DANIEL KAMINSKY - [1979-2021] Daniel Kaminsky, a security researcher known for his discovery of a fundamental flaw in the fabric of the INTERNET, died last Friday.

In 2008, Mr. Kaminsky was widely hailed as a digital Paul Revere after he found a serious flaw in the Internet's basic plumbing that could allow skilled coders to take over websites, siphon off bank credentials or even shut down the Internet.

Mr. Kaminsky alerted the U.S. Department of Homeland Security, executives at Microsoft and Cisco, and other Internet security experts to the problem and helped spearhead a patch.

He was a respected practitioner of ''penetration testing'' the business of compromising the security of computer systems at the behest of the owners who want to harden their systems from attack. 

What Mr. Kaminsky discovered in 2008 was a problem with the Internet's basic address system, known as the Domain Name System, or DNS, a dynamic phone book that converts human-friendly web addresses into their machine-friendly numeric counterparts.

He found a way that thieves or spies could covertly manipulate DNS traffic so that a person typing the website for a bank would instead be redirected to an imposter site that could steal the user's account number and password.

Mr. Kaminky's first call was to Paul Vixie, a longtime steward of the Internet's DNS system. The usually unflappable Mr. Vixie recalled that his panic grew as he listened to Mr. Kaminsky's explanation. ''I realized we were looking down the gun barrel of history,'' Mr. Vixie recalled. ''It meant everything in the digital universe was going to have to get patched.''

''I remember calling people and telling them, ''I'm not at liberty to tell you what it is, but there's this thing and you will need to get on a plane and meet us'' at a secret convention of the world's senior cybersecurity experts, Mr. Vixie said. 

Over several days they cobbled together a solution in stealth for presentation to Black Hat, an annual hacking convention in Las Vegas.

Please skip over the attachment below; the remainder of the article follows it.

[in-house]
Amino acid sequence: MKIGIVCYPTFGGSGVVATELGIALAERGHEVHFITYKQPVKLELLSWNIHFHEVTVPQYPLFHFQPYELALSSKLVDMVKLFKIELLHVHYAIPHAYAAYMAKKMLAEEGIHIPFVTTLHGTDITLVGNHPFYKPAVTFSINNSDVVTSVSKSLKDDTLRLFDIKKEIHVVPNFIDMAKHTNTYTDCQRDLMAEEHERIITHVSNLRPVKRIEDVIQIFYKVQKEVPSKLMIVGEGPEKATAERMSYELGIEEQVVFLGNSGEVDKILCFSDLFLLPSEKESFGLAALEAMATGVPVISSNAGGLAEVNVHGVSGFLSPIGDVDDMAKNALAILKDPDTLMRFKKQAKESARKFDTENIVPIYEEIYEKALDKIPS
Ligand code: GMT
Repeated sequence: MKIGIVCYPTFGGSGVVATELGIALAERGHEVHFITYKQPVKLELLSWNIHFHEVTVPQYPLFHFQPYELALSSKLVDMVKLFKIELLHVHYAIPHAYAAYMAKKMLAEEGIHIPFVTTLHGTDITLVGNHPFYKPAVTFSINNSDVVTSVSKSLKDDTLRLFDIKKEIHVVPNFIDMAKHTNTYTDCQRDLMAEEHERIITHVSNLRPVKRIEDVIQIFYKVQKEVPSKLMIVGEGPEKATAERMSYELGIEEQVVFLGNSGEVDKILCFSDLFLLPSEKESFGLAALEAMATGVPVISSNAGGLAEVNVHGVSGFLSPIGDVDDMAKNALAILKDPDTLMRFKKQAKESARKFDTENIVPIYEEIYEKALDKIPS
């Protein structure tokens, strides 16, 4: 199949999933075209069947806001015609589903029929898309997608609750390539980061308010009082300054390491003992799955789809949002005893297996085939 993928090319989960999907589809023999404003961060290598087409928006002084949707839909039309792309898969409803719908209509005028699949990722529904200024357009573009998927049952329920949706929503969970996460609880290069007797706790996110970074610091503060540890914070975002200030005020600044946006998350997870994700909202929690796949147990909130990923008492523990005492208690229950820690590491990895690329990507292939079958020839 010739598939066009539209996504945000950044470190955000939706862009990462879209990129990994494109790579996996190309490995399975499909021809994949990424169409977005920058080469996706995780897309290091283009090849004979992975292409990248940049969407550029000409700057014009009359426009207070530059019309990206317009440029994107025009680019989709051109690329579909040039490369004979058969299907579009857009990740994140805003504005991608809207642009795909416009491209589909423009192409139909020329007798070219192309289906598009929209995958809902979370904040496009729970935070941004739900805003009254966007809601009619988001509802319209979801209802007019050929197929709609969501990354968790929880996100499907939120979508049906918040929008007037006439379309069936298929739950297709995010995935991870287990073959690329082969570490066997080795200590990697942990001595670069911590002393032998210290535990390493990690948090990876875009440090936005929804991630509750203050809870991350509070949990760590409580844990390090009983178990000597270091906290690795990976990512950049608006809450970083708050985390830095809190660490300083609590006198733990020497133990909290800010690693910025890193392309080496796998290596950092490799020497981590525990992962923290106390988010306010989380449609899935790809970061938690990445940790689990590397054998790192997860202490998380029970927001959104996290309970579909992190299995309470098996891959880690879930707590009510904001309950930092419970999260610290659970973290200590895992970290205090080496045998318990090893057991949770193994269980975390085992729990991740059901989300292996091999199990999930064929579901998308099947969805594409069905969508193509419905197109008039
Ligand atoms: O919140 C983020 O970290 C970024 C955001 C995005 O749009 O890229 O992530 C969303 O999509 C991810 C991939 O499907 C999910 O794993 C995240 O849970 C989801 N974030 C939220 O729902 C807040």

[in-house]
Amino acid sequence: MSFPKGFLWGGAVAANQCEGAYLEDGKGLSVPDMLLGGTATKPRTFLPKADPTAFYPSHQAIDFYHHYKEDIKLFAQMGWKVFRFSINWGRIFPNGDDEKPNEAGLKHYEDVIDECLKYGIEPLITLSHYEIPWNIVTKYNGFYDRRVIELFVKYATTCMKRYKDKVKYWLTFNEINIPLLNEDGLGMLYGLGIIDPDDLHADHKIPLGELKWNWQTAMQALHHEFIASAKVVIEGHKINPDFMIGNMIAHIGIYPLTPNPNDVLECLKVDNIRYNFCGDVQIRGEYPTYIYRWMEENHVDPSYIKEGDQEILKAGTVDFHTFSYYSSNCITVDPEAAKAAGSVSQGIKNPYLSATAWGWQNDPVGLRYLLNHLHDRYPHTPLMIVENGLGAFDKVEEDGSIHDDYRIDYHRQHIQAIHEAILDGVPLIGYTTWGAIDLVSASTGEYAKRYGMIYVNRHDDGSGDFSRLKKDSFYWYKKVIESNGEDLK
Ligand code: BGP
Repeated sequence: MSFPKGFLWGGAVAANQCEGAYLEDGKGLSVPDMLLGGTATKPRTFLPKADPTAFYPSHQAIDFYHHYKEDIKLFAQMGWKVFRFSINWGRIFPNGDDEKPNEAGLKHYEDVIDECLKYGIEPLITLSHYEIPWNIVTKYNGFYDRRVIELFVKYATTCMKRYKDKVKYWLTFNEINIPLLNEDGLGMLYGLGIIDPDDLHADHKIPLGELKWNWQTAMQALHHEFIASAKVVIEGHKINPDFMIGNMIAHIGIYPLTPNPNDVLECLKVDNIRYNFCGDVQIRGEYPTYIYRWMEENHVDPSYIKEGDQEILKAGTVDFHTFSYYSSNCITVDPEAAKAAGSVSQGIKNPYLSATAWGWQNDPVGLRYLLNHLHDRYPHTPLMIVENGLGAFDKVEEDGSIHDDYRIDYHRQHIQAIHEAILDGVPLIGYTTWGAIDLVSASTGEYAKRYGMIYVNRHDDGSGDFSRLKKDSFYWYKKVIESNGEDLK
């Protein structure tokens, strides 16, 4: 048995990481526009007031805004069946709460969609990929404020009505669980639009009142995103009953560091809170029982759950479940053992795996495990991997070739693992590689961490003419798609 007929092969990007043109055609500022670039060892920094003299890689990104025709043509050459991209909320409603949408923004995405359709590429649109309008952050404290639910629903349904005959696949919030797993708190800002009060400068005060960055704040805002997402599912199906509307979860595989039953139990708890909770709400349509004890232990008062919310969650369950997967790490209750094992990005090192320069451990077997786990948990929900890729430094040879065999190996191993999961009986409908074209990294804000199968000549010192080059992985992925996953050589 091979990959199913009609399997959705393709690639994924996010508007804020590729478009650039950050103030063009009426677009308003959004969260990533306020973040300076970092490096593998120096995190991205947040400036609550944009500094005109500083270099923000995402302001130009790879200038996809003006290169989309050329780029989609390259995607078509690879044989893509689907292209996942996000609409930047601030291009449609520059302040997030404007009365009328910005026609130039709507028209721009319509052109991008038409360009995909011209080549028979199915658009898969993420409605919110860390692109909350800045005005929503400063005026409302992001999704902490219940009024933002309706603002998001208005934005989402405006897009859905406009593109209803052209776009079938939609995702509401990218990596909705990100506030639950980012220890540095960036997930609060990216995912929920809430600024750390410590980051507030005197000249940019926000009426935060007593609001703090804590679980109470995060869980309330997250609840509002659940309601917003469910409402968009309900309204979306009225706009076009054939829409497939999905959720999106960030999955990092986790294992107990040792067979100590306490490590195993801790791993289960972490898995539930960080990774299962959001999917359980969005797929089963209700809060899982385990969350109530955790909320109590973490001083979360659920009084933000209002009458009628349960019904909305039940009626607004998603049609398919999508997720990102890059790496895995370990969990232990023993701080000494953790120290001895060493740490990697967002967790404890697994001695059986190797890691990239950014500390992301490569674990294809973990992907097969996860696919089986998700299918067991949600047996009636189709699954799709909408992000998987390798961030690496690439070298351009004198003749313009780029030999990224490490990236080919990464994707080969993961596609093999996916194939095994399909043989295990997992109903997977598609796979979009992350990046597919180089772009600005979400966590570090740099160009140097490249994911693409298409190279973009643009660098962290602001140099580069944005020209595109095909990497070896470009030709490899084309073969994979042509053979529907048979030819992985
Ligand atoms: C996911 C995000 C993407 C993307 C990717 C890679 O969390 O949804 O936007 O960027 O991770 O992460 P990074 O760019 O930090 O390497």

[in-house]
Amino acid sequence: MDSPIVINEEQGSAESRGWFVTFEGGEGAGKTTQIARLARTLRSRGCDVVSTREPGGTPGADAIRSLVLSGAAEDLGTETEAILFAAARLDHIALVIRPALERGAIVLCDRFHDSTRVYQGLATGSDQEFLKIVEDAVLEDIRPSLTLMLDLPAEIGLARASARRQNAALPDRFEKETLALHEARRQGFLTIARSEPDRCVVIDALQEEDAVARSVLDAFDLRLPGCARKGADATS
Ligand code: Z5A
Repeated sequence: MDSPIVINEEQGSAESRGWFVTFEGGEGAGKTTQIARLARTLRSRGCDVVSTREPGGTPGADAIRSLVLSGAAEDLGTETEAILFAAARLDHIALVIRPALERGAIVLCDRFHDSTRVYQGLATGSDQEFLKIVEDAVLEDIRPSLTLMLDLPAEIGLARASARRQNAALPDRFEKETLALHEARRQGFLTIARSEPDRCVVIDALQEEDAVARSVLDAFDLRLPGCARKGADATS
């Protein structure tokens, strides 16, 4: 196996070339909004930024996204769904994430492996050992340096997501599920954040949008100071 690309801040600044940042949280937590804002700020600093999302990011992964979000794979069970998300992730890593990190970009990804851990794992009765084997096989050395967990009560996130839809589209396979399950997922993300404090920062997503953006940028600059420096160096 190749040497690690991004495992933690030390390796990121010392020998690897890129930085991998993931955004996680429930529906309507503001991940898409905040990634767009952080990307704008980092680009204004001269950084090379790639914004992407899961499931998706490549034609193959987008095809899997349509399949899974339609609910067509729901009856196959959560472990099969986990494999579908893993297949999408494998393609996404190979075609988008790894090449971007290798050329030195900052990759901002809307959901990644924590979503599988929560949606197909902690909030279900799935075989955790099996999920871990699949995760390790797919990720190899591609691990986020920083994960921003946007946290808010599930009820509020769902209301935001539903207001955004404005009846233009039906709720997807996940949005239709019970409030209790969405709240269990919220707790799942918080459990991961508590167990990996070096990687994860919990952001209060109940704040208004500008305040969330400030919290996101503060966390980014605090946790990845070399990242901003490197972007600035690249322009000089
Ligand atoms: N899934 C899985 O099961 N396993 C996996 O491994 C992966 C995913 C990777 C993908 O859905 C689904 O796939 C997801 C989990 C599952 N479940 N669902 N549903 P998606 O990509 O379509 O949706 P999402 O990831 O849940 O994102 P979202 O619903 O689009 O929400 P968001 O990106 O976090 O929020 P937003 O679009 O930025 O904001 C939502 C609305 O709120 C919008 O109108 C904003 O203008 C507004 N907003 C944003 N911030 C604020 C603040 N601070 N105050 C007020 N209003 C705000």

While the DNS fix was Mr. Kaminsky's most celebrated contribution to Internet security, it has hardly his only one.

In 2005, after researchers discovered Sony BMG was covertly installing software on PCs to combat music piracy, Sony executives played down the move. Mr. Kaminsky forced the issue into public awareness after discovering that Sony's software had infected more than 568,000 computers.

''He did  things because that they were the right things to do, not because they would elicit financial gain,'' his mother, Mrs Maurer said.

[When a reporter asked Mr. Kaminsky why he did not exploit the DNS flaw to become immensely wealthy, he said that doing so would have been morally wrong, and that he did not want his mother to have to  visit him in prison.]

Silicone Valley's giants sought Mr. Kaminsky's expertise and often tried to recruit him with lucrative offers  to serve as a chief information security officer. He politely declined,  preferring the quiet yeoman's work of Internet security.

''The Internet was never designed to be secure,'' Mr. Kaminsky recalled in a 2016 interview. ''The Internet was designed to move pictures of cats. We are very good at moving picture of cats.''

But, he added : ''We didn't think you'd be moving trillions of dollars onto this. What are we going to do? And here's the answer : Some of us got to go out and fix it.''

The World Students Society thanks author Nicole PerlRoth.


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